Aurora event works to recreate historic speech of Martin Luther King
The 50th anniversary of Dr. Martin Luther King’s famous “I Have a Dream” speech was celebrated Wednesday afternoon at Aurora University by having students and guests experience the famous address in a way that mirrored how it was delivered five decades ago.
“We started talking about this last year, and we felt it was something we wanted to recognize on a local level,” said Aurora University history professor Gerald Butters, who organized the 30-minute event, which began at noon. “We wanted people to stand as they did at the Washington rally and to hear the speech rather than read it because there is a different vibe.”
The recognition began with words from Jonathan Dean, executive director for the university’s Wackerlin Center for Faith and Action, who said that it was important to “recreate the moment.”
“We need to allow Dr. King’s words to speak for themselves, and reflect on their power and relevance,” Dean said. “A lot of people didn’t like Dr. King in his time and many did not agree with him. He was a person who reflected the noble tradition of being a prophet, who told us the difficult truth about ourselves that was hard to hear.”
U.S. Rep. Bill Foster (D-Naperville) also spoke briefly before the replaying of King’s speech, noting that he was “thankful for all of those who fought for freedoms, but that there is still work to be done.”
“There is still work to be done to realize the dream and that the voice that called for change is still alive,” Foster said. “My own father was a civil rights lawyer who knew Martin Luther King and my father wrote a lot of the enforcement language that was a part of the Civil Rights Act of 1964.”
Foster also challenged the more than 400 people who gathered on the open quad space on campus to remain active in the cause for change.
“What are you going to do to make your voices heard?” he asked. “We’ve learned that we can affect change if we fight for what’s right.”
Students as well as staff and other visitors spoke of the importance of remembering King’s words and acknowledging the difference his actions have produced years later in our society. Patrick Boyle, a junior from Batavia, said that the anniversary “was an important day in our history.”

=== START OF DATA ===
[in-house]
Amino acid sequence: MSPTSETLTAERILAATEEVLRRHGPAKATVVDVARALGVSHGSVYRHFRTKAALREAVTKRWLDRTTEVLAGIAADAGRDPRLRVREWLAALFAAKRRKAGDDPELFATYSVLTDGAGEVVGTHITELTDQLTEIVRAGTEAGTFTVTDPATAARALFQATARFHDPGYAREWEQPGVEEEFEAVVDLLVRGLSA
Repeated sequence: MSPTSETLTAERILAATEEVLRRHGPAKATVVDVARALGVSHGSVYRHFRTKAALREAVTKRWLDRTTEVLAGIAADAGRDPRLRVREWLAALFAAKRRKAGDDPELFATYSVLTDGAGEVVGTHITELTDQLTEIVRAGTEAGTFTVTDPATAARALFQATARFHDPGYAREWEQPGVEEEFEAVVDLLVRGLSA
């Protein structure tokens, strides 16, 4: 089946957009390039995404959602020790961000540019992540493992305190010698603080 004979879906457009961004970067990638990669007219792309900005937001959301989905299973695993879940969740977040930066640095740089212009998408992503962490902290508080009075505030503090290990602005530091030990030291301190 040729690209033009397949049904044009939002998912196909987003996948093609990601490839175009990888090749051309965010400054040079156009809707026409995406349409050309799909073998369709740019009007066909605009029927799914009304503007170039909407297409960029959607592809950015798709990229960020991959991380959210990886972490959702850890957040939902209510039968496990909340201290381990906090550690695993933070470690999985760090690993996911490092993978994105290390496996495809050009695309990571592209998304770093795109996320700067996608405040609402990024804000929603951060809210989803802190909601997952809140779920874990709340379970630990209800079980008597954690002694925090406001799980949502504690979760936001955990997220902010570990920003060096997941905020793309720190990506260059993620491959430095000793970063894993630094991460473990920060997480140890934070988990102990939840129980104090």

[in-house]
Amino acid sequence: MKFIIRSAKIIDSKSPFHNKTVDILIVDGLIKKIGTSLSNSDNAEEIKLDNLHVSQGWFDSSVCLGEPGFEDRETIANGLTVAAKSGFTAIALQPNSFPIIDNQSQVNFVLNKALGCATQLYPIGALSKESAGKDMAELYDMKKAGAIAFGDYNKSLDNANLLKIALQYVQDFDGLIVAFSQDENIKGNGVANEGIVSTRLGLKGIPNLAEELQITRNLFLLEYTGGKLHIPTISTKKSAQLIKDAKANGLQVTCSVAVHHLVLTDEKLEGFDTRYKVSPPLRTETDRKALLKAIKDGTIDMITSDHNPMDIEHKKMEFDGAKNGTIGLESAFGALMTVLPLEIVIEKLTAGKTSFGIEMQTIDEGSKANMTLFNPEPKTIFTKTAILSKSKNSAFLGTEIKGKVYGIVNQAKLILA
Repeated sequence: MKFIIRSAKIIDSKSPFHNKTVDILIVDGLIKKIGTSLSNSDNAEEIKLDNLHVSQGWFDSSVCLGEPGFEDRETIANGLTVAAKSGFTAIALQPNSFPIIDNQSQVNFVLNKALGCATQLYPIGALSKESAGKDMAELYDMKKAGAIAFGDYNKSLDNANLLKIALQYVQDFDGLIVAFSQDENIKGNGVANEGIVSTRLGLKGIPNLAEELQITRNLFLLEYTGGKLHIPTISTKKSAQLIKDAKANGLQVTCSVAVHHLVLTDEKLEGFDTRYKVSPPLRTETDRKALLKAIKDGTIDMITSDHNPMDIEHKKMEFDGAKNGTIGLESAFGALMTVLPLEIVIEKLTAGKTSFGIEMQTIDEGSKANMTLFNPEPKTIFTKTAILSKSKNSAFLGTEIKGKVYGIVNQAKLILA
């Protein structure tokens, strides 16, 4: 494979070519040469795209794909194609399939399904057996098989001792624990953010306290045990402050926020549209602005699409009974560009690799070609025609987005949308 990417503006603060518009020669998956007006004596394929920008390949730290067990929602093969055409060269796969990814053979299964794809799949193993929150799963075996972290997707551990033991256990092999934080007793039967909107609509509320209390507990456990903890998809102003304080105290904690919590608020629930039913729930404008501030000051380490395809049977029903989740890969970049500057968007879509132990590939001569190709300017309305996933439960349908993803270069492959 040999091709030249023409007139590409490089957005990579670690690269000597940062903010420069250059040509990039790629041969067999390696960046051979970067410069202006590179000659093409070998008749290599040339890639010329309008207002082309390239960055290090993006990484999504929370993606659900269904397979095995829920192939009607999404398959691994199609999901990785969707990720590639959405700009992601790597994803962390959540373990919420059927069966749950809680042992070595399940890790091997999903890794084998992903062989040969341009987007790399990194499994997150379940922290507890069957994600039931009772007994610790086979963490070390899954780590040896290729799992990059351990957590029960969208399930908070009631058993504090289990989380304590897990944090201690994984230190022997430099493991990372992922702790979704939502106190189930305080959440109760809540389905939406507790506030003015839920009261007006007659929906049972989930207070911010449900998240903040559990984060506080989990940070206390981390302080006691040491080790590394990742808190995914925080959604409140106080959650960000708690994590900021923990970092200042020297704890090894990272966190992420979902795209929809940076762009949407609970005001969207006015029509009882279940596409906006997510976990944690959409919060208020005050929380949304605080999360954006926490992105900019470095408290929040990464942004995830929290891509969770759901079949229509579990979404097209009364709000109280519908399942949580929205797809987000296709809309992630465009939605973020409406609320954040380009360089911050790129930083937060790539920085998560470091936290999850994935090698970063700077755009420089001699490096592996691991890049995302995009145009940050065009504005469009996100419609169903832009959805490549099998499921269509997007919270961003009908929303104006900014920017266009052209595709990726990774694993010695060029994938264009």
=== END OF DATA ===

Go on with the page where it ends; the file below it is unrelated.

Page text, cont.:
“Our school likes to commemorate important events and given that we have a very diverse student population, this helps build a sense of togetherness,” Boyle said. “We should celebrate this event and the changes I’ve seen even in my lifetime. From my perspective, hearing about the people who lived through those years is inspiring. In some ways, I’m shocked by how far we’ve come.”
Barbara Calvert, who also works in the Wackerlin Center for Faith, called Wednesday’s event “a wonderful opportunity for the campus to come together.”
“This is an historical speech and hopefully it’s going to open up some dialogue in terms of how important Dr. King’s role was,” she said. “We sometimes wonder how much young people understand events like this.”
Kim White, a sophomore from Aurora, said it was important people not forget King’s words including the message that anything is possible.
“It’s important that people follow their dreams and not judge,” White said. “People can do whatever they dream they can do, but it’s also important to remember what others went through.”
Aurora University alumni Bill Norwood, 66, of Hillside, said he was a member of the Class of 1968 and that an email alerted him about the event. Norwood agreed a lot of progress in racial equality has been made.
“I came to this campus 50 years ago, and it’s rewarding to see the progress that’s been made although there is still room for a lot more,” Norwood said. “Young people need to catch the vision. We caught it back then and made things better.”
Butters said recreating King’s moment in history on campus was also important because in many ways, “Dr. King’s words are tied to our mission.”
“Our mission statement says that we are an inclusive community dedicated to the transformational power of learning,” he said. “King’s message was about inclusion and as a historian, you always hear people saying things are getting worse. In many ways, things today are a lot better. The racial progress we’ve made in the past 50 years is something that should be celebrated.”